So, basically, you come to Cambodia and it is compulsory to go and see the sunrise at Angkor Wat. It has to be done, despite the inevitably heaving crowds. It is an extraordinary place, and a world heritage site I think, I’m also told it is one of the few manmade structures that can be seen from space, this, and the Great Wall of China, and who am I to question what my guide says?
I’m actually writing up this blog post a couple of weeks after the great event, so it might be patchy, but hey ho, you’ll probably just want to scroll through to the pictures in any event. It’s not that this isn’t a memorable thing to do, it is, but so much has been crammed into my travels since, it’s all a bit of a blur. Maybe I’ll process it all a bit better when I’ve had a chance to pause and reflect.
So the four a.m. alarm was a rude awakening indeed! I decided the best thing was to go for it, not give myself the option of continued slumber, and so just immediately got up and dressed. There is complimentary tea and coffee, so I made a coffee which was too strong with whitener. Better than nothing, and worth the effort if only because of the amusement factor of the incredibly short flex to kettle. All the power points are quite high off the ground. The only way to work the kettle was by piling up my day back on some books and putting the kettle on top. Easy. Me and my problem solving skills! What is it with the kettle leads here. HOnest to god, some are about 2 inches long. Even if a plug socket was at the requisite height, you still couldn’t plug the kettle in if you had to rotate the plug to do so.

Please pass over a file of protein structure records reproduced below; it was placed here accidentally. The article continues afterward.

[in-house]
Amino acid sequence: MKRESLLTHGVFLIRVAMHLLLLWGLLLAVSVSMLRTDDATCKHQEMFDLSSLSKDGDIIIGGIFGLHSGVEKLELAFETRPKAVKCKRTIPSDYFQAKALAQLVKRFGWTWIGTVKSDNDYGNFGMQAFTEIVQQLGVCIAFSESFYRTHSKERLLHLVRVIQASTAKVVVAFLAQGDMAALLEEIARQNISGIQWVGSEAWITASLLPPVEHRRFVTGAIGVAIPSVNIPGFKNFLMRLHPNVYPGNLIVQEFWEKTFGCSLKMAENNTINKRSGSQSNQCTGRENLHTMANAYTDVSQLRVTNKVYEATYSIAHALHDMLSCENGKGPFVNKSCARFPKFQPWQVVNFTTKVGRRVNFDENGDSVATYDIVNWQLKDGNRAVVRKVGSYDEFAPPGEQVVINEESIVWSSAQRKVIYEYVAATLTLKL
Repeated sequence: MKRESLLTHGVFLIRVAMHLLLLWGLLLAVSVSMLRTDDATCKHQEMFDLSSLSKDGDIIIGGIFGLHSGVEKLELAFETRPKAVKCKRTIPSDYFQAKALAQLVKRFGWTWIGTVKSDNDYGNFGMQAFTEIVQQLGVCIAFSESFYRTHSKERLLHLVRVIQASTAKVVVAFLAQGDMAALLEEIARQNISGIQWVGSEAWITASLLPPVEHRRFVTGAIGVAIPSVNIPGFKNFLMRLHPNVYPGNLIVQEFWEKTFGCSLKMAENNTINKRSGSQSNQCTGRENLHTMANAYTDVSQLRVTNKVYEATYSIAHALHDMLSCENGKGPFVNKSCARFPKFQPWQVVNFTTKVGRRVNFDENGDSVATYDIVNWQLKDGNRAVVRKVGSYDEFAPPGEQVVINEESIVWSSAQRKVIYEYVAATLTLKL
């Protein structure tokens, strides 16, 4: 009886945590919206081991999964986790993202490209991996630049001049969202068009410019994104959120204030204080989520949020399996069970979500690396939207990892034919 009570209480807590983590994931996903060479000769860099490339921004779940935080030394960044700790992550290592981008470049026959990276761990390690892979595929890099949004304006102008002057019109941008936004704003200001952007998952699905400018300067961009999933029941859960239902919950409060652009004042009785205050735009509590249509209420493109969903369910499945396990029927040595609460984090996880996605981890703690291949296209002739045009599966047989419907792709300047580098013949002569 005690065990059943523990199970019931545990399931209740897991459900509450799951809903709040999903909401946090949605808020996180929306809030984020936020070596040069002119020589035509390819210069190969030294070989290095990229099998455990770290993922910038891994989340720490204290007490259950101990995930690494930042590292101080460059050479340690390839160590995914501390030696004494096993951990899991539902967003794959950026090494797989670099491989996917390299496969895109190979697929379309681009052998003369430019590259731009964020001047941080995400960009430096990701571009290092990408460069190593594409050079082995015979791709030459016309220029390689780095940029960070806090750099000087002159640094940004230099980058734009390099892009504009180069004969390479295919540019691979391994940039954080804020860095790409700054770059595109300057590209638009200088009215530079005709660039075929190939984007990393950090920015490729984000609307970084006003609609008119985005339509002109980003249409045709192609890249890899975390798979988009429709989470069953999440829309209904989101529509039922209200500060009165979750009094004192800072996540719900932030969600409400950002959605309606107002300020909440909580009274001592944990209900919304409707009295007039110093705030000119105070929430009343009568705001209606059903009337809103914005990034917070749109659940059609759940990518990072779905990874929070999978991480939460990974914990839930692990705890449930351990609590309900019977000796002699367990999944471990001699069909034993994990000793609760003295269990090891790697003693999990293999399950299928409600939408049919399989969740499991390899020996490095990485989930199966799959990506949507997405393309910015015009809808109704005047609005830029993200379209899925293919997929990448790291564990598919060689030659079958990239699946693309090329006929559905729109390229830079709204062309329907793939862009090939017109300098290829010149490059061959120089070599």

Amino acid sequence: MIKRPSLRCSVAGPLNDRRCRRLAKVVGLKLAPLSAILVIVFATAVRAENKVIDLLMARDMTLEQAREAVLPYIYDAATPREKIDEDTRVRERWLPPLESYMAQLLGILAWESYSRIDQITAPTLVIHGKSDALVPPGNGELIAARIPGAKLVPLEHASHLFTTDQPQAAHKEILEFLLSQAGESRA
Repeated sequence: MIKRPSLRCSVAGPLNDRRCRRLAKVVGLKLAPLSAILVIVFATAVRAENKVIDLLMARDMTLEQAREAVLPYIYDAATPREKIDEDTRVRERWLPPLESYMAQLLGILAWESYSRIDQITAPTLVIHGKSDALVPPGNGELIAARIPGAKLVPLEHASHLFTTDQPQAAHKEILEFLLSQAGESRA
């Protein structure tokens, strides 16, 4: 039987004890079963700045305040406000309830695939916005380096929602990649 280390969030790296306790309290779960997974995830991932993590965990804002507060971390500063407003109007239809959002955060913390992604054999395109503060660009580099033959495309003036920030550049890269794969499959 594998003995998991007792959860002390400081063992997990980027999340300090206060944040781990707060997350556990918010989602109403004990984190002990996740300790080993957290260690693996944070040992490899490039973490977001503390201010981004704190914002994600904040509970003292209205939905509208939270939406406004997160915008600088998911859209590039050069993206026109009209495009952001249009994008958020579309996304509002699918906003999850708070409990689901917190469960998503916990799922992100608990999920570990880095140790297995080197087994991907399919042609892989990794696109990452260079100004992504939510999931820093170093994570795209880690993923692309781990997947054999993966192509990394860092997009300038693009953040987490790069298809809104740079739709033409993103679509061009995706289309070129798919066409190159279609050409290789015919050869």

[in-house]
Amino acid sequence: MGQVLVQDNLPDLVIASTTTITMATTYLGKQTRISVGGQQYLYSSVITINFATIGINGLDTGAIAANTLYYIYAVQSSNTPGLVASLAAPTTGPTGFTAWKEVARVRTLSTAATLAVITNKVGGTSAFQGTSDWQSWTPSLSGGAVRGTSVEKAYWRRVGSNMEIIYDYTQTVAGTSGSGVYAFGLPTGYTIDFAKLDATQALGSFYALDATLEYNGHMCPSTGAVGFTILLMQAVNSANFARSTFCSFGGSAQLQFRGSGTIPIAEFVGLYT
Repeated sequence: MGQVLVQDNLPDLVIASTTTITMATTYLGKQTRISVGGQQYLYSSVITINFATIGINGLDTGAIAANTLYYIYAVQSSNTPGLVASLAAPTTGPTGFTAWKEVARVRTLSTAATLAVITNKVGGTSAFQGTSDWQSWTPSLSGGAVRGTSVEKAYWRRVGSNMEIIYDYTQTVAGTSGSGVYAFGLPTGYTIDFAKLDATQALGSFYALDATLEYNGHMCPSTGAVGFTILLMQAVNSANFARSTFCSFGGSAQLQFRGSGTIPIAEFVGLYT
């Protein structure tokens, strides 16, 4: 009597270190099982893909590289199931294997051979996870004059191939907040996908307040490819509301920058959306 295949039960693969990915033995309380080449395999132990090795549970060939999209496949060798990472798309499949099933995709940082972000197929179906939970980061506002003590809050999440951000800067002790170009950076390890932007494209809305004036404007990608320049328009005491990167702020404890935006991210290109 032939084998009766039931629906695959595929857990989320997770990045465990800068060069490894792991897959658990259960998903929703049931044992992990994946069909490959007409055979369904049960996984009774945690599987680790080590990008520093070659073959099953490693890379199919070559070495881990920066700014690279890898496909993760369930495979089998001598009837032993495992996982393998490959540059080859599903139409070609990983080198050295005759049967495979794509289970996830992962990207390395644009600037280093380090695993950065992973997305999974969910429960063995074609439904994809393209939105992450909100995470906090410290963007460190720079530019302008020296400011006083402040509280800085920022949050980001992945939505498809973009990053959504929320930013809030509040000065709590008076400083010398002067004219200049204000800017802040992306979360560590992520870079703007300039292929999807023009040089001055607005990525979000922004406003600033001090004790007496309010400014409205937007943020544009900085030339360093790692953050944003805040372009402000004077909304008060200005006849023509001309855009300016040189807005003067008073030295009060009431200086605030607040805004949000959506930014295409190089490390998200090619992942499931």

There was a short bus drive to Angkor Watt. We emerged from it into pitch dark – would have been good if they’d suggested we took a torch with us, do have a head torch with me on my travels, but alas not the intelligence to think to bring it with me today. We alighted right next too a deep ditch. ‘Dont fall in‘ warned our guide. Right on cue, a little shriek. American man had taken a tumble. He was fine, though bruised ego. We all laughed, but it was lucky, you could really do an ankle in like that. However, I think he stepped backwards into it whilst taking a photo.
We then had to walk in the pitch dark to the sound of a million frogs. That was quite fun in itself. It is disorienting and because you really can’t see anything, you have no sense at all of where you are, or what is to be revealed around you. There were trip hazards a-plenty, and it was still hot, even at this time of day. We must have been amongst the first to get on site, as it was relatively silent apart from the frogs, which might be toads actually, but sound a lot like crickets too, but I don’t think crickets are pre-dawn chirpers. Or maybe they are? Will have to google….
We wound our way to what we later knew to be moat surrounding Angkor Watt. It was just 5.00 a.m. ,. we would meet again at 6.30. I wondered why we’d come so ridiculously early, but it became clear, we secured a spot far back from the main temple on the steps of what was the library. Not a bad view. Throng at the bank of the moat was several people deep and looked grim. We’d come early to bagsy a space!
It was a curious experience, sat on the library steps. Almost immediately some coffee sellers touting drinks approached us. They will take your order and bring a drink out to you, quite an achievement in such a massive site with so many people. None of us took up the offer, but if on my own I might have done. There were scarves sellers and postcard sellers. This is not a silent, spiritual gathering. It is a heaving throng. I was glad we were sat a bit further back, I felt we were observing the crowds rather than consumed by them.